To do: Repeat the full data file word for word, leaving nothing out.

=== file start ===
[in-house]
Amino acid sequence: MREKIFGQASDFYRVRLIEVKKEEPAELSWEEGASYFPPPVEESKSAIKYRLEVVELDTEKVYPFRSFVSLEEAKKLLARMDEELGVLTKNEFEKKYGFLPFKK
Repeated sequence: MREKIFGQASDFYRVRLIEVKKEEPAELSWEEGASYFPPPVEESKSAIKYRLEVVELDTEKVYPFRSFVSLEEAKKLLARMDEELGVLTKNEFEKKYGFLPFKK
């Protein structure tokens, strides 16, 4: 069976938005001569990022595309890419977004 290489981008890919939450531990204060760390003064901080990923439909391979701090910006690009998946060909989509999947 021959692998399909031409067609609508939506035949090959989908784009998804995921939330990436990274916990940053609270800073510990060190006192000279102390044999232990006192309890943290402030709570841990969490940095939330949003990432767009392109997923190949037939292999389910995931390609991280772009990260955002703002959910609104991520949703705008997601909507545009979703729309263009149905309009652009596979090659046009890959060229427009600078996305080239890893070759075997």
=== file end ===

[in-house]
Amino acid sequence: MREKIFGQASDFYRVRLIEVKKEEPAELSWEEGASYFPPPVEESKSAIKYRLEVVELDTEKVYPFRSFVSLEEAKKLLARMDEELGVLTKNEFEKKYGFLPFKK
Repeated sequence: MREKIFGQASDFYRVRLIEVKKEEPAELSWEEGASYFPPPVEESKSAIKYRLEVVELDTEKVYPFRSFVSLEEAKKLLARMDEELGVLTKNEFEKKYGFLPFKK
């Protein structure tokens, strides 16, 4: 069976938005001569990022595309890419977004 290489981008890919939450531990204060760390003064901080990923439909391979701090910006690009998946060909989509999947 021959692998399909031409067609609508939506035949090959989908784009998804995921939330990436990274916990940053609270800073510990060190006192000279102390044999232990006192309890943290402030709570841990969490940095939330949003990432767009392109997923190949037939292999389910995931390609991280772009990260955002703002959910609104991520949703705008997601909507545009979703729309263009149905309009652009596979090659046009890959060229427009600078996305080239890893070759075997």